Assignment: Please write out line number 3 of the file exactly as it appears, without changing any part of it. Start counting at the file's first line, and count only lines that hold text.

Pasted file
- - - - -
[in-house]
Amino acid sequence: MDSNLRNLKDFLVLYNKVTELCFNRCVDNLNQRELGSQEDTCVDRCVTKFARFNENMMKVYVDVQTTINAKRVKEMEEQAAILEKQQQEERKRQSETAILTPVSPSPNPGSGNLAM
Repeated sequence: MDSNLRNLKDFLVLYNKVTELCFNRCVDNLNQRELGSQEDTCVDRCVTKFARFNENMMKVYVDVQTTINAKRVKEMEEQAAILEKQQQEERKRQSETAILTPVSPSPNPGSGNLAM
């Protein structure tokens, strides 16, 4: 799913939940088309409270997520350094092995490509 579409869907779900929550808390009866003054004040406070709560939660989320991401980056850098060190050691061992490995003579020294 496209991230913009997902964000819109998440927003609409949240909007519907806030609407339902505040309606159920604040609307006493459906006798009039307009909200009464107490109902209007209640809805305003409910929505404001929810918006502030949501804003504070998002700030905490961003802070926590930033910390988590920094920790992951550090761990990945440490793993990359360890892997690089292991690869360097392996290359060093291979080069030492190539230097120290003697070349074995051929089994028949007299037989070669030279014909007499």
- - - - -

Repeated sequence: MDSNLRNLKDFLVLYNKVTELCFNRCVDNLNQRELGSQEDTCVDRCVTKFARFNENMMKVYVDVQTTINAKRVKEMEEQAAILEKQQQEERKRQSETAILTPVSPSPNPGSGNLAM